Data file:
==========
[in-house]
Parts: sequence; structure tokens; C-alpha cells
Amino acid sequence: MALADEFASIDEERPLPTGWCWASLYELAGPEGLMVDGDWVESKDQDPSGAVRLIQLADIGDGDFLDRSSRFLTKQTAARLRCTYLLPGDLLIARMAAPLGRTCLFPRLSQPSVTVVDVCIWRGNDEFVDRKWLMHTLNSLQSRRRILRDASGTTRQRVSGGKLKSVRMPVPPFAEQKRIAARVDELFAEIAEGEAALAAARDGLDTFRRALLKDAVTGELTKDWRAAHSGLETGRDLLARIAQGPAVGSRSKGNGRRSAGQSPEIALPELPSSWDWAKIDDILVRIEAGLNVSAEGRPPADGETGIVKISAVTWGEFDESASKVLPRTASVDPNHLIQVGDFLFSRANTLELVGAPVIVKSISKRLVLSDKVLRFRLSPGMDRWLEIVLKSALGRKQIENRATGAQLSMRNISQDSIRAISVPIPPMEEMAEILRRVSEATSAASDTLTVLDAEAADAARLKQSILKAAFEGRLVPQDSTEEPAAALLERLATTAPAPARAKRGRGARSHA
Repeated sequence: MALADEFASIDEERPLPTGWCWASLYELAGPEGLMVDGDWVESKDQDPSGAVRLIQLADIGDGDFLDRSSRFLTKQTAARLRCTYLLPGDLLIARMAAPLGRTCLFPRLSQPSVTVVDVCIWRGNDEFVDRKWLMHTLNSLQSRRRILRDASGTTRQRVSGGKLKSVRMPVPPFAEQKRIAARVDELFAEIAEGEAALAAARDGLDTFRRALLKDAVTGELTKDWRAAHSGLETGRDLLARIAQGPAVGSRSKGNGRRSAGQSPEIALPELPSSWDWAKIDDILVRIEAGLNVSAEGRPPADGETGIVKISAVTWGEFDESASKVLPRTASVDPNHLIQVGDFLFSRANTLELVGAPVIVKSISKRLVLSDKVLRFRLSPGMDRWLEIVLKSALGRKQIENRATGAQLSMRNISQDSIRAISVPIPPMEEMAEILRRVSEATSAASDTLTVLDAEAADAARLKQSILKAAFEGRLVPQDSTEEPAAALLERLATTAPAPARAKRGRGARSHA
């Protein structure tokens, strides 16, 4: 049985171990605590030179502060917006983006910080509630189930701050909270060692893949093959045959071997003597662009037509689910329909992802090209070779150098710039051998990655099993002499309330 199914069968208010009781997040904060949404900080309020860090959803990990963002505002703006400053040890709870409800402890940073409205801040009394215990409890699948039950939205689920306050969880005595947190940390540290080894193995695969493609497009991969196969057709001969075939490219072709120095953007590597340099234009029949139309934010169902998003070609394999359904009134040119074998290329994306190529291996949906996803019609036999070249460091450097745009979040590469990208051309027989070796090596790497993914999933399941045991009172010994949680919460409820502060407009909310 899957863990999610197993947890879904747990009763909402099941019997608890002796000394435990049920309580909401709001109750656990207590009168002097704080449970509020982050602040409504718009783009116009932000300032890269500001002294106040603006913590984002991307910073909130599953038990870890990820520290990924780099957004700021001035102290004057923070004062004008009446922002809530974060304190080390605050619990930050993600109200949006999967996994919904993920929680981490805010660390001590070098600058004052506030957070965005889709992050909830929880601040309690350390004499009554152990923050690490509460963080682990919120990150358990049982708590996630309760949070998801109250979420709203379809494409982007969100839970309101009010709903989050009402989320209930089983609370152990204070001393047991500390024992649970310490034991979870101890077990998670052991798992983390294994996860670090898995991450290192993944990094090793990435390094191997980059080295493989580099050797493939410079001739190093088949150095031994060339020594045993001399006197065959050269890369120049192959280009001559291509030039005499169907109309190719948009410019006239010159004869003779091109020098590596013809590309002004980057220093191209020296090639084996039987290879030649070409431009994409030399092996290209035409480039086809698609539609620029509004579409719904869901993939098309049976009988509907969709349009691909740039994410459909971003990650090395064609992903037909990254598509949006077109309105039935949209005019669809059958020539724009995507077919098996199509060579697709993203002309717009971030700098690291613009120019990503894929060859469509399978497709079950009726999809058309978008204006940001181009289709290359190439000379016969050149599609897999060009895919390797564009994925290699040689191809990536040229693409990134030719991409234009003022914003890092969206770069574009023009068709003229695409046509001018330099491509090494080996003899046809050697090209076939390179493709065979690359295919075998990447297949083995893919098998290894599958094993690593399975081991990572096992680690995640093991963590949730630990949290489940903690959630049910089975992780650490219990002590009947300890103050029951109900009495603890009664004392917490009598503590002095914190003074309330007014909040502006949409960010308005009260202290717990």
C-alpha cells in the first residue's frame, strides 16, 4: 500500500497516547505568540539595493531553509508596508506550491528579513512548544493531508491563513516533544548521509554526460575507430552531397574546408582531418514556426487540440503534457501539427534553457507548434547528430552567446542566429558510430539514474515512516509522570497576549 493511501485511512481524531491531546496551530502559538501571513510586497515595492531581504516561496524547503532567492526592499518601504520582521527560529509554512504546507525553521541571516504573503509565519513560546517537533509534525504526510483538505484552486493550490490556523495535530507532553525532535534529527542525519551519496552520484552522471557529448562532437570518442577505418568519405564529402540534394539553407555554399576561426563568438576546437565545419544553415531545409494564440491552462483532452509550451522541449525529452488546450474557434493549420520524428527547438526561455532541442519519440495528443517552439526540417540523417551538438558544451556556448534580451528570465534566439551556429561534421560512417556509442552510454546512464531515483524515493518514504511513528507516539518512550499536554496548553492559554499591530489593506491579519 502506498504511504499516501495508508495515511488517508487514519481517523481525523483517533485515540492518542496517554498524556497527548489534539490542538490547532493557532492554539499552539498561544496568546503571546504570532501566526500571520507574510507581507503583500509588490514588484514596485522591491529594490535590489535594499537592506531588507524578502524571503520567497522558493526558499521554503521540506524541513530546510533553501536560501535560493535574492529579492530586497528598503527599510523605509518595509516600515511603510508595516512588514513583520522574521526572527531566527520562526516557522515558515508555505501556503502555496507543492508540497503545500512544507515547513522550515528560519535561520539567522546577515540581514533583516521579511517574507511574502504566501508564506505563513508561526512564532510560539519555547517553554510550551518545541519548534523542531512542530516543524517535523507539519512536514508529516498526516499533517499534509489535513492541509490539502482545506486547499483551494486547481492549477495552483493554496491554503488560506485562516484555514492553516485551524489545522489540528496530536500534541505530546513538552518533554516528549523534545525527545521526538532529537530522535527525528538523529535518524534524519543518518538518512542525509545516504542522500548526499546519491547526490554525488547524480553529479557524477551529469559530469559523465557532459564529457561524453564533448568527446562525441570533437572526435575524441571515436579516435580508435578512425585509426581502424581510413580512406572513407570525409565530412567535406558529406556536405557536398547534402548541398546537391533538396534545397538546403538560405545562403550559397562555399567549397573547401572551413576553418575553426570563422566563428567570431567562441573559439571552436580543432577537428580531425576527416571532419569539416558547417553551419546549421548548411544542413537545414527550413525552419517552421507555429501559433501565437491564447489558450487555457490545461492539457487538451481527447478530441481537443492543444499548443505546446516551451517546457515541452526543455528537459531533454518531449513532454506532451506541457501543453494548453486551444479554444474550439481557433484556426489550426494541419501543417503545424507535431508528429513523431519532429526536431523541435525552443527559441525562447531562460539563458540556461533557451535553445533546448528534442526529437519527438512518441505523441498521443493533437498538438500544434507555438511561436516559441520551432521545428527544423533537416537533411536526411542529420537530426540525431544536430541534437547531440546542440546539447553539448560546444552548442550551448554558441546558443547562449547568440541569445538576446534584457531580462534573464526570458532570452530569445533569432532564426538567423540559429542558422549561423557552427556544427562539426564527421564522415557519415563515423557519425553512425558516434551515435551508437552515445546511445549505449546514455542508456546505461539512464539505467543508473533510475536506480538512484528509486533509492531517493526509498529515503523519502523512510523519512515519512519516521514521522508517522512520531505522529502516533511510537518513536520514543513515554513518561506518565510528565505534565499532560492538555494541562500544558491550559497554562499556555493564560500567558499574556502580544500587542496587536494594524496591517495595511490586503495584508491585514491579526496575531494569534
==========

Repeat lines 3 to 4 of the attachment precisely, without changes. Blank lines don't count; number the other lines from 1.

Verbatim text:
Amino acid sequence: MALADEFASIDEERPLPTGWCWASLYELAGPEGLMVDGDWVESKDQDPSGAVRLIQLADIGDGDFLDRSSRFLTKQTAARLRCTYLLPGDLLIARMAAPLGRTCLFPRLSQPSVTVVDVCIWRGNDEFVDRKWLMHTLNSLQSRRRILRDASGTTRQRVSGGKLKSVRMPVPPFAEQKRIAARVDELFAEIAEGEAALAAARDGLDTFRRALLKDAVTGELTKDWRAAHSGLETGRDLLARIAQGPAVGSRSKGNGRRSAGQSPEIALPELPSSWDWAKIDDILVRIEAGLNVSAEGRPPADGETGIVKISAVTWGEFDESASKVLPRTASVDPNHLIQVGDFLFSRANTLELVGAPVIVKSISKRLVLSDKVLRFRLSPGMDRWLEIVLKSALGRKQIENRATGAQLSMRNISQDSIRAISVPIPPMEEMAEILRRVSEATSAASDTLTVLDAEAADAARLKQSILKAAFEGRLVPQDSTEEPAAALLERLATTAPAPARAKRGRGARSHA
Repeated sequence: MALADEFASIDEERPLPTGWCWASLYELAGPEGLMVDGDWVESKDQDPSGAVRLIQLADIGDGDFLDRSSRFLTKQTAARLRCTYLLPGDLLIARMAAPLGRTCLFPRLSQPSVTVVDVCIWRGNDEFVDRKWLMHTLNSLQSRRRILRDASGTTRQRVSGGKLKSVRMPVPPFAEQKRIAARVDELFAEIAEGEAALAAARDGLDTFRRALLKDAVTGELTKDWRAAHSGLETGRDLLARIAQGPAVGSRSKGNGRRSAGQSPEIALPELPSSWDWAKIDDILVRIEAGLNVSAEGRPPADGETGIVKISAVTWGEFDESASKVLPRTASVDPNHLIQVGDFLFSRANTLELVGAPVIVKSISKRLVLSDKVLRFRLSPGMDRWLEIVLKSALGRKQIENRATGAQLSMRNISQDSIRAISVPIPPMEEMAEILRRVSEATSAASDTLTVLDAEAADAARLKQSILKAAFEGRLVPQDSTEEPAAALLERLATTAPAPARAKRGRGARSHA